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THE LAST WORD: Line between stripping, swinging hard to distinguish

Kerry Hubartt

I’m all for personal freedom and property rights, even if I may disagree with what people do legally in the privacy of their own home or elsewhere.

But in the wake of a proposed zoning ordinance and the ensuing debate in Allen County regarding where sexually oriented businesses can locate and what other restrictions are being imposed, I’m struggling to understand the difference between outlawing some actions in a strip club while letting people have sex in a swingers club.

I have always been of the understanding — naive, I guess — that having sex or sexual contact in places like strip clubs, massage parlors, prostitution fronts or any other “businesses” was against the law. But apparently restrictions are being applied in some cases but not others.

As News-Sentinel.com reporter/columnist Kevin Leininger wrote Tuesday, “City Council agreed to tougher regulations on strip joints and other sexually oriented businesses but defeated a bill that would have banned clubs that facilitate actual sex.”

On Thursday, Allen County’s proposed zoning ordinance amendment, which restricts sexually oriented businesses in unincorporated Allen County to areas zoned general industrial, was passed unanimously and without discussion by the county plan commission. Such businesses also cannot be within 1,000 feet of a school, residential district or religious institution.

Now the amendment goes to the county commissioners, who have the final say. If they approve it, the county’s rules still would not apply to the municipalities of Fort Wayne, Huntertown, Leo-Cedarville, Monroeville, New Haven and Woodburn, which would have to pass their own ordinances to impose restrictions.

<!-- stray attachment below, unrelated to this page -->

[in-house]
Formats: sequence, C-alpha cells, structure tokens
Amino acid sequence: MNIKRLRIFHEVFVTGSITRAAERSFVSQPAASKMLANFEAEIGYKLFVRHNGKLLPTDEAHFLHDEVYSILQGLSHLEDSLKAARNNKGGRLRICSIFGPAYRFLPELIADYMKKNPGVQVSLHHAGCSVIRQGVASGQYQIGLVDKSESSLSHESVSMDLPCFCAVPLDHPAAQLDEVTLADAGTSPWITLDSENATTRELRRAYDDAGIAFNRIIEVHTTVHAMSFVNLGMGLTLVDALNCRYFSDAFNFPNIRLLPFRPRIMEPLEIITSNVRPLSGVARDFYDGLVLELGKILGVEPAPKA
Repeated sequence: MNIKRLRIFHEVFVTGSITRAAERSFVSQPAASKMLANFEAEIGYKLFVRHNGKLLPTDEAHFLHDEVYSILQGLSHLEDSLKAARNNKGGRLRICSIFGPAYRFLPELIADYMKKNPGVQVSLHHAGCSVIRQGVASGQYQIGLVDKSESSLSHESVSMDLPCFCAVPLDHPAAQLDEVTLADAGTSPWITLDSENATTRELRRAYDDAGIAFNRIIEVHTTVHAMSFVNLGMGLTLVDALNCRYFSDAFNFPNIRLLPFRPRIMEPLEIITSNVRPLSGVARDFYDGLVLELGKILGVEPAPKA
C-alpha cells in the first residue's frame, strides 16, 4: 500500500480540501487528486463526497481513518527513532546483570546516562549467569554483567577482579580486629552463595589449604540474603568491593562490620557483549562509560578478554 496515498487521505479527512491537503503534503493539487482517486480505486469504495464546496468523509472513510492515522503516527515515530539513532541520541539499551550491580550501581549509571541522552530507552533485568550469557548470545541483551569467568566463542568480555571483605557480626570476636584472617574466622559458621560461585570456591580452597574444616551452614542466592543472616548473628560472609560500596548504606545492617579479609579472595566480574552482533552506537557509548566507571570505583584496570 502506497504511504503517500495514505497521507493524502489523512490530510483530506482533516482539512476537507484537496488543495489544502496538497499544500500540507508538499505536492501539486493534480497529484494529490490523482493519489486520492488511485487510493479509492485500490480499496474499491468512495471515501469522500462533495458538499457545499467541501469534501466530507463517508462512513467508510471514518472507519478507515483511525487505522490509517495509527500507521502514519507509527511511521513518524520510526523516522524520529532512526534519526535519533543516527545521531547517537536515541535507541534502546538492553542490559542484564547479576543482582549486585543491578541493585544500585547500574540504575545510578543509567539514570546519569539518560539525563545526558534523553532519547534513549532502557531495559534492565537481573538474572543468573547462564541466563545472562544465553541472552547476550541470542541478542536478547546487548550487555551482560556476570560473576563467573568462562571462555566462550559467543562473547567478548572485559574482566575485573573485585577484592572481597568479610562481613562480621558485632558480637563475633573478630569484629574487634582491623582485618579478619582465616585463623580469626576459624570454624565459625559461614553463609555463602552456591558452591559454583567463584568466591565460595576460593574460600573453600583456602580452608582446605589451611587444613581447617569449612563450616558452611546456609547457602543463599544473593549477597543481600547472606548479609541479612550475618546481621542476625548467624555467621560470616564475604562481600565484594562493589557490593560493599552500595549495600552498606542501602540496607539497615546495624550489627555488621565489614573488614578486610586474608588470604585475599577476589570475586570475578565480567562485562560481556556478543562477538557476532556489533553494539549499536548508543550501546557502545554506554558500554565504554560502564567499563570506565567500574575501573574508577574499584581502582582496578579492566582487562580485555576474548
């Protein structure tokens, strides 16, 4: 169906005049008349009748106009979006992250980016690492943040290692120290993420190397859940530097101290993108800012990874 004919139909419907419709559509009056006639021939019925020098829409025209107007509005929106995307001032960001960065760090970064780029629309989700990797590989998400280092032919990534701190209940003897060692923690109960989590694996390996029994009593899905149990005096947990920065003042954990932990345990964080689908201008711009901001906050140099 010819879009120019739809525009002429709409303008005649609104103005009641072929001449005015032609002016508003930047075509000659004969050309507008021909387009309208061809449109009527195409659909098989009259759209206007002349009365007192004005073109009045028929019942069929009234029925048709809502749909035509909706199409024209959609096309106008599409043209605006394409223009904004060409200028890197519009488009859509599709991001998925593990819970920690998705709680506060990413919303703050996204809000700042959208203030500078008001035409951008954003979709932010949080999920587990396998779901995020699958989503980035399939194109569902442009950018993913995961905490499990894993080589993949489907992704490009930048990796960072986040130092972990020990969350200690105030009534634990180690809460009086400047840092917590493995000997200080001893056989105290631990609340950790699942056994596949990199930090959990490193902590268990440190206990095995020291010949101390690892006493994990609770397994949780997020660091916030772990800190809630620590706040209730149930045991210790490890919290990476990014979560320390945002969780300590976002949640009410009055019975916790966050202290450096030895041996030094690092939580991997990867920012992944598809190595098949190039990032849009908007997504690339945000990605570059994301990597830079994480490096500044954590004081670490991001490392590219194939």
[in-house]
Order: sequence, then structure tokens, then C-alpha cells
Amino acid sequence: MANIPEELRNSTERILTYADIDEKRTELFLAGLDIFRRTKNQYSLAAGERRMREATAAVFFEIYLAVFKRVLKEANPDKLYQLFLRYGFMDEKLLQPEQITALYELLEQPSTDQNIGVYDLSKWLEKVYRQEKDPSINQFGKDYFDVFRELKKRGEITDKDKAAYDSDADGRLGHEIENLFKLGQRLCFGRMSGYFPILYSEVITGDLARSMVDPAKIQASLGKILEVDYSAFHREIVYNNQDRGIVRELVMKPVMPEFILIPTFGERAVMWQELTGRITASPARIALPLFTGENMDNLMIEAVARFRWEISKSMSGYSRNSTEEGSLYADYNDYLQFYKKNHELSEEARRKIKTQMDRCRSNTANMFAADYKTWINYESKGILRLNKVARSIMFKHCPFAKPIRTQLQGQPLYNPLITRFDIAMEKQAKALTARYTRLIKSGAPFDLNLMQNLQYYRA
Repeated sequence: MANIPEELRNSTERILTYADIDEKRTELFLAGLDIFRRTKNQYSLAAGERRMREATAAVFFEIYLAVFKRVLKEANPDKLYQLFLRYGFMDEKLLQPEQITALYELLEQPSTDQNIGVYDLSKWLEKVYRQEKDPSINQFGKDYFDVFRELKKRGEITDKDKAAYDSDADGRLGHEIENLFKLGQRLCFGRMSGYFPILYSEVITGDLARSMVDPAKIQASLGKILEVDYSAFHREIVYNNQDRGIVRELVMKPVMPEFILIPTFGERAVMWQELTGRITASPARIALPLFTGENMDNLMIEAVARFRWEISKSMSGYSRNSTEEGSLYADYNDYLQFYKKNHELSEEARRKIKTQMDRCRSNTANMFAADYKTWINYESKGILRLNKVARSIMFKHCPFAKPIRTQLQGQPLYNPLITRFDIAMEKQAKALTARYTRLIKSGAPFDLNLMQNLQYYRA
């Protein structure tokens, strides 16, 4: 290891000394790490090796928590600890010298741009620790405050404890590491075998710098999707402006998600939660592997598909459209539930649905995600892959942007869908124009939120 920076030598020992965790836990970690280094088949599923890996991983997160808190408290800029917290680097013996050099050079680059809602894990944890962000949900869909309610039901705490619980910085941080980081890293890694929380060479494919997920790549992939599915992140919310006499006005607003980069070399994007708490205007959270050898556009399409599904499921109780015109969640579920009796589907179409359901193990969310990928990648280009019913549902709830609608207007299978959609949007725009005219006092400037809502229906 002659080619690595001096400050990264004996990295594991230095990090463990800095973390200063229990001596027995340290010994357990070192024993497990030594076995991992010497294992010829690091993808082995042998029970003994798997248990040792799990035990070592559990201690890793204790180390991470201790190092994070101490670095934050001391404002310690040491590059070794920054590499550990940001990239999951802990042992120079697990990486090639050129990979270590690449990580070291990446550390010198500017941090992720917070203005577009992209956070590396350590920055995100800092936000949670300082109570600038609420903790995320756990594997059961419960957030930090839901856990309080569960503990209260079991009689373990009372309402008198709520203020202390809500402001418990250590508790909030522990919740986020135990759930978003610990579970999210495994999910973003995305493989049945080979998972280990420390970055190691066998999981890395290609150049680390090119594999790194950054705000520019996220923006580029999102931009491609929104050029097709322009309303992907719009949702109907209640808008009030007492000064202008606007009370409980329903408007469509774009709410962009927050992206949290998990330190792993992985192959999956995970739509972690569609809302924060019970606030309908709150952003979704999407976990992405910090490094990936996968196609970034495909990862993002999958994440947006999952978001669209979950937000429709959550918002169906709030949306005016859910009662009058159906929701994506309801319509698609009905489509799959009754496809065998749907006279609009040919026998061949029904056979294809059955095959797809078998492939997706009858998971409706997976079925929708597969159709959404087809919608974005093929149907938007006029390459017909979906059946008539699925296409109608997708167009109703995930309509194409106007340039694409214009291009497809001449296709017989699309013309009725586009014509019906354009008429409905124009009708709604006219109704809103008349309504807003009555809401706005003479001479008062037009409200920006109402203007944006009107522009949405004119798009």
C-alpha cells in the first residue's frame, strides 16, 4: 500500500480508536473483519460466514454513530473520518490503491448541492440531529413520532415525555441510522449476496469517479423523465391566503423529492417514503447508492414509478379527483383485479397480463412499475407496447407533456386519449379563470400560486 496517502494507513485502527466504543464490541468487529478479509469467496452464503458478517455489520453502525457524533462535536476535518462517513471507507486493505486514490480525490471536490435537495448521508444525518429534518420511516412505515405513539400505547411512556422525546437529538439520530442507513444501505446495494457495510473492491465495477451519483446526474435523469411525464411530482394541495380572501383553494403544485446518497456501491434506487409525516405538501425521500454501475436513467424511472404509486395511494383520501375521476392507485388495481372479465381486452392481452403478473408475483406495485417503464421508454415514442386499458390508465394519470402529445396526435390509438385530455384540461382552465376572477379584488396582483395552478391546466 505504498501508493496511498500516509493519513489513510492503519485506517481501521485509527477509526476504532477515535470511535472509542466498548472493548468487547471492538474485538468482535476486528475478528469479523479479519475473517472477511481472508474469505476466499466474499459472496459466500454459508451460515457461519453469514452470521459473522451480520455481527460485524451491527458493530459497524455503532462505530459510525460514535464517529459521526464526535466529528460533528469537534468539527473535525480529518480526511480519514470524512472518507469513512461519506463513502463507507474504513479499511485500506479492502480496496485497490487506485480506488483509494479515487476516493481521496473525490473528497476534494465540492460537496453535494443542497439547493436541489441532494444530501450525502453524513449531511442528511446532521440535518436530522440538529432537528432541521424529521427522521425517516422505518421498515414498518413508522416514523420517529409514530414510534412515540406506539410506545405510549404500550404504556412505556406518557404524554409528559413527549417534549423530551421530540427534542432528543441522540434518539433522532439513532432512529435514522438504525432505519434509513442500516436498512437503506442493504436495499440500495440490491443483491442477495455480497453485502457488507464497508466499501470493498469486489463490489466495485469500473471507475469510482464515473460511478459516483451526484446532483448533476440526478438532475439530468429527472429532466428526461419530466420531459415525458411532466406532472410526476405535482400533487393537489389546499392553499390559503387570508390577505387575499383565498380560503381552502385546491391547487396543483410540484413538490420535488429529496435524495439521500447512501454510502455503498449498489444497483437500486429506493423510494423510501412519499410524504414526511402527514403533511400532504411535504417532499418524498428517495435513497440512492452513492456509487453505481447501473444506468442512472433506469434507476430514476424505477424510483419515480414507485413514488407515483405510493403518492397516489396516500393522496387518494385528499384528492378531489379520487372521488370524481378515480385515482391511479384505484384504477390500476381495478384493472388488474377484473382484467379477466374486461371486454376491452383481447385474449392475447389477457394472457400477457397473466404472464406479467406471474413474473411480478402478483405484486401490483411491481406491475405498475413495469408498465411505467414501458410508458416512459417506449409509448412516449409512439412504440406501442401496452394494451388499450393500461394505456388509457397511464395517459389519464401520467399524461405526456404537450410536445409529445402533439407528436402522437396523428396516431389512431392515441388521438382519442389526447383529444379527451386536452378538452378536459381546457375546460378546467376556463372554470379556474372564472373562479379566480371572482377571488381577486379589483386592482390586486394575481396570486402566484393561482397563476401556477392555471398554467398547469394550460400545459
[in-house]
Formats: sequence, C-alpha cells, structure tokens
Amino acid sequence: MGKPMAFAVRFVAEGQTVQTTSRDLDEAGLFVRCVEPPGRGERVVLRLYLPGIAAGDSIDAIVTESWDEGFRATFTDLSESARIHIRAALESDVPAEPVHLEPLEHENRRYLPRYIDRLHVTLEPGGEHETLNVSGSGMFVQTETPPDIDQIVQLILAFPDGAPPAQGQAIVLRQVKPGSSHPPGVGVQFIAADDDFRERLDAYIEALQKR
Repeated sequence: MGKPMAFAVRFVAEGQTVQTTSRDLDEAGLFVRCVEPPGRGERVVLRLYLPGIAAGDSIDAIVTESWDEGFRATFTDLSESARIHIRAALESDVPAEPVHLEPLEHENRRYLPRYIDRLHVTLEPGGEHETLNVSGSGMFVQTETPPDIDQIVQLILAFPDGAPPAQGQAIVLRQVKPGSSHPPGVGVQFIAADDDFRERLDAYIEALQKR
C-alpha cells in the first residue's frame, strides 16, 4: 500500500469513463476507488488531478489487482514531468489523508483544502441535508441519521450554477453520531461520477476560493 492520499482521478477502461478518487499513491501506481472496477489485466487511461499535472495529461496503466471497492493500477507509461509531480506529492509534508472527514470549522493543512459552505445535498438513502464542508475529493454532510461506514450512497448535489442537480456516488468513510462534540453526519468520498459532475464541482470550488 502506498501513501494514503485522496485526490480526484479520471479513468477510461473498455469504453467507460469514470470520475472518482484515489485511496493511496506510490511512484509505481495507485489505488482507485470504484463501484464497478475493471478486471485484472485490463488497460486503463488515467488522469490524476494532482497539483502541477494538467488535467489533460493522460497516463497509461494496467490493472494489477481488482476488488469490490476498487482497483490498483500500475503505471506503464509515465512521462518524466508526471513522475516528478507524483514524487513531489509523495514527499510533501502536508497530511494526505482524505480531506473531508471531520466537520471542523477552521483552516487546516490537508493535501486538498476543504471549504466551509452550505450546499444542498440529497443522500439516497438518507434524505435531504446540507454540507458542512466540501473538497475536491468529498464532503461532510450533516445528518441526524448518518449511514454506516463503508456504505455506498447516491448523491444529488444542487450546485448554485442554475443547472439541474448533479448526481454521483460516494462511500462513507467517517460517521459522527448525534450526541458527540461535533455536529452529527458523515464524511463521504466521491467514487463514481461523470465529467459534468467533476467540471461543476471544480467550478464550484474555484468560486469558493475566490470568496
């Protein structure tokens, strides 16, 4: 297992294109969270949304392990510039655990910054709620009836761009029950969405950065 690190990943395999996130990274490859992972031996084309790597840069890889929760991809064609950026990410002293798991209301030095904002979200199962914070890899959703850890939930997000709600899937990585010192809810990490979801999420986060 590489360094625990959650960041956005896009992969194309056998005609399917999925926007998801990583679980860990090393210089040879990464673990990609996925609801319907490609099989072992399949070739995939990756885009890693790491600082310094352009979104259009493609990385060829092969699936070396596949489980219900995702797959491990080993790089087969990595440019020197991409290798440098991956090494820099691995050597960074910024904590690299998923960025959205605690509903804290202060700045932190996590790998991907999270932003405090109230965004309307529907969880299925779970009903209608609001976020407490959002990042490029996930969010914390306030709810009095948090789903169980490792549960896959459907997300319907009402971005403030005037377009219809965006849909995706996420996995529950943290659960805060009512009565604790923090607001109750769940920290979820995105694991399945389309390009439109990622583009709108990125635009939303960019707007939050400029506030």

Fort Wayne, according to news reports, has not yet passed an amendment to its zoning ordinance. That amendment will have a public hearing before the city plan commission at 5:30 p.m. Sept. 9 in Room 35 of Citizens Square.

Unincorporated Allen County has no known swingers clubs or strip clubs, said Robert Eherenman, attorney for the county plan commission. But Fort Wayne has both.

Here’s the rub: Last week, Fort Wayne City Council failed to pass an ordinance banning sexually oriented businesses, such as swingers clubs, where patrons can engage in or view live sex acts. However, Council did approve an ordinance requiring licenses for, and regulating activities inside, strip clubs. Fort Wayne has several strip clubs but only one swingers club, which includes live sex acts — the Champagne Club at 2710 Nuttman Ave.

Council’s new rules for businesses such as strip clubs include a six-foot buffer between dancers and customers, meant to deter physical contact, which is apparently pretty common with dancers’ interactions with customers, such as lap dances.

Dr. John Crawford was one of the City Council members, however, who killed a companion bill that would have outlawed live sex-act businesses. He argued that it was a property rights issue and that there is no evidence the Champagne Club has been a source of crime, sexually transmitted disease or other problems that would justify closing the business.

Leininger wrote that Crawford said the club has operated for several years with few problems and pointed out that “its owners have invested hundreds of thousands of dollars in a business he believes generates between $5 million and $10 million in annual tourism revenues.”

Live sex at a swingers club is apparently a tourism draw to Fort Wayne. That’s a good thing?

While I support the intent of the sexually oriented businesses ordinance by City Council to ban physical contact between strip club dancers and patrons, I remain hard-pressed to understand how such restrictions are not relevant to swingers clubs, property rights or not.

Crawford and others may argue that swingers clubs are doing no harm, but that is certainly debatable. I would argue that the whole idea of sexual freedom — voyeurism, pornography, treatment of women as sexual objects, extramarital sex, promiscuity and infidelity — leads to the destruction of family and morality in our country.

Whether we, as a nation, adhere to biblical teachings regarding the relationship between a man and woman or not, I believe those guidelines are there for a purpose, which is part of a grand design for the kind of world in which you should want your kids to grow up.

Kerry Hubartt is former editor of The News-Sentinel.

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